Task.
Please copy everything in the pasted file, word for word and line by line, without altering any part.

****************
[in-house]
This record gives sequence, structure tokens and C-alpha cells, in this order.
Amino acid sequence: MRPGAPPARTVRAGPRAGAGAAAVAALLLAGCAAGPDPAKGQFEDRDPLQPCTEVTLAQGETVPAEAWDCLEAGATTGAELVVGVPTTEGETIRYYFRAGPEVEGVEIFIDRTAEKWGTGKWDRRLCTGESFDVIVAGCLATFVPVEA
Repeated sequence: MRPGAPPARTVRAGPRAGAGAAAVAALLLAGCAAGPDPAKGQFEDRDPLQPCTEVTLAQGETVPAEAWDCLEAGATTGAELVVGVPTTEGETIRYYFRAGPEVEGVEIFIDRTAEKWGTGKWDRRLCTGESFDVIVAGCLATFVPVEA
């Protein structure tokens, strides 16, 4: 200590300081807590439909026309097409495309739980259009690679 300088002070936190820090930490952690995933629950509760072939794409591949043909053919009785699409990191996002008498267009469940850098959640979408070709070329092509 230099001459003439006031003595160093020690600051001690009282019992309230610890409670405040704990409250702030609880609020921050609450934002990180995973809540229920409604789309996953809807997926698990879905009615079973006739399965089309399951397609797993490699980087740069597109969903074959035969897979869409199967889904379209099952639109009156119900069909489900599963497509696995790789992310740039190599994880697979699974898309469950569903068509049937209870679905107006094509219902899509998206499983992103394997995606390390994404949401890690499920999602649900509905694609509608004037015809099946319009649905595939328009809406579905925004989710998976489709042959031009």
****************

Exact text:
[in-house]
This record gives sequence, structure tokens and C-alpha cells, in this order.
Amino acid sequence: MRPGAPPARTVRAGPRAGAGAAAVAALLLAGCAAGPDPAKGQFEDRDPLQPCTEVTLAQGETVPAEAWDCLEAGATTGAELVVGVPTTEGETIRYYFRAGPEVEGVEIFIDRTAEKWGTGKWDRRLCTGESFDVIVAGCLATFVPVEA
Repeated sequence: MRPGAPPARTVRAGPRAGAGAAAVAALLLAGCAAGPDPAKGQFEDRDPLQPCTEVTLAQGETVPAEAWDCLEAGATTGAELVVGVPTTEGETIRYYFRAGPEVEGVEIFIDRTAEKWGTGKWDRRLCTGESFDVIVAGCLATFVPVEA
């Protein structure tokens, strides 16, 4: 200590300081807590439909026309097409495309739980259009690679 300088002070936190820090930490952690995933629950509760072939794409591949043909053919009785699409990191996002008498267009469940850098959640979408070709070329092509 230099001459003439006031003595160093020690600051001690009282019992309230610890409670405040704990409250702030609880609020921050609450934002990180995973809540229920409604789309996953809807997926698990879905009615079973006739399965089309399951397609797993490699980087740069597109969903074959035969897979869409199967889904379209099952639109009156119900069909489900599963497509696995790789992310740039190599994880697979699974898309469950569903068509049937209870679905107006094509219902899509998206499983992103394997995606390390994404949401890690499920999602649900509905694609509608004037015809099946319009649905595939328009809406579905925004989710998976489709042959031009």